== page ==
69     Blest powers forbid thy tender life
70Should bleed upon a barbarous knife;
72Thy breast's chaste cabinet, and uncase
73A soul kept there so sweet; oh no,
74Wise Heav'n will never have it so;
75Thou art Love's victim, and must die
76A death more mystical and high;
77Into Love's arms thou shalt let fall
78A still-surviving funeral.
80Whose stroke shall taste thy hallow'd breath;
81A dart thrice dipp'd in that rich flame
82Which writes thy spouse's radiant name
83Upon the roof of heav'n, where aye
84It shines, and with a sovereign ray
85Beats bright upon the burning faces
86Of souls, which in that name's sweet graces
87Find everlasting smiles. So rare,
88So spiritual, pure, and fair
89Must be th' immortal instrument
90Upon whose choice point shall be sent
91A life so lov'd; and that there be
92Fit executioners for thee,
93The fair'st and first-born sons of fire,
94Blest Seraphim, shall leave their quire
95And turn Love's soldiers, upon thee
96To exercise their archery.
97     Oh, how oft shalt thou complain
98Of a sweet and subtle pain,
99Of intolerable joys,
100Of a death in which who dies
102And would forever so be slain,
103And lives and dies, and knows not why
104To live, but that he thus may never leave to die.
105     How kindly will thy gentle heart
106Kiss the sweetly-killing dart!
107And close in his embraces keep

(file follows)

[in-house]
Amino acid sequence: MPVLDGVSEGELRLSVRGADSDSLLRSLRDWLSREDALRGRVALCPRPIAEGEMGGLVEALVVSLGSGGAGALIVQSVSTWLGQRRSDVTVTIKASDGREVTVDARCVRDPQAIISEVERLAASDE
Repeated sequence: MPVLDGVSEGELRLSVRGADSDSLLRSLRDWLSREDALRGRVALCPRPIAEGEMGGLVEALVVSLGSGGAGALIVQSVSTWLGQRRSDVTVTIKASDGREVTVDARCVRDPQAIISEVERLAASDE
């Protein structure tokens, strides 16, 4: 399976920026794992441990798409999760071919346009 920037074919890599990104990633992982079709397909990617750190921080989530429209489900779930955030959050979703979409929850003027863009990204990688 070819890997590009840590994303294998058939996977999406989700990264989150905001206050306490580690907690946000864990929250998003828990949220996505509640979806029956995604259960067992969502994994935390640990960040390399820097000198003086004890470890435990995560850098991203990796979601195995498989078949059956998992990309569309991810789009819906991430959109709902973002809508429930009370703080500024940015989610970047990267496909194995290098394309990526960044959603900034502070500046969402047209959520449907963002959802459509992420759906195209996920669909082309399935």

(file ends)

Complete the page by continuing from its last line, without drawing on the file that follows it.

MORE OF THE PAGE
108Those delicious wounds, that weep
109Balsam to heal themselves with. Thus
110When these thy deaths, so numerous,
111Shall all at last die into one,
112And melt thy soul's sweet mansion
113Like a soft lump of incense, hasted
114By too hot a fire, and wasted
115Into perfuming clouds, so fast
116Shalt thou exhale to Heav'n at last
117In a resolving sigh; and then,
118O what? Ask not the tongues of men;
119Angels cannot tell; suffice,
120Thyself shall feel thine own full joys
121And hold them fast forever. There
122So soon as thou shalt first appear,
124Mistress, attended by such bright
125Souls as thy shining self, shall come
126And in her first ranks make thee room;
127Where 'mongst her snowy family
128Immortal welcomes wait for thee.
129     O what delight, when reveal'd Life shall stand
130And teach thy lips heav'n with his hand,
131On which thou now mayst to thy wishes
132Heap up thy consecrated kisses.
133What joys shall seize thy soul when she,
134Bending her blessed eyes on thee,
135(Those second smiles of heav'n) shall dart
136Her mild rays through thy melting heart!
137     Angels, thy old friends, there shall greet thee,
138Glad at their own home now to meet thee.
139     All thy good works which went before
140And waited for thee, at the door,
141Shall own thee there, and all in one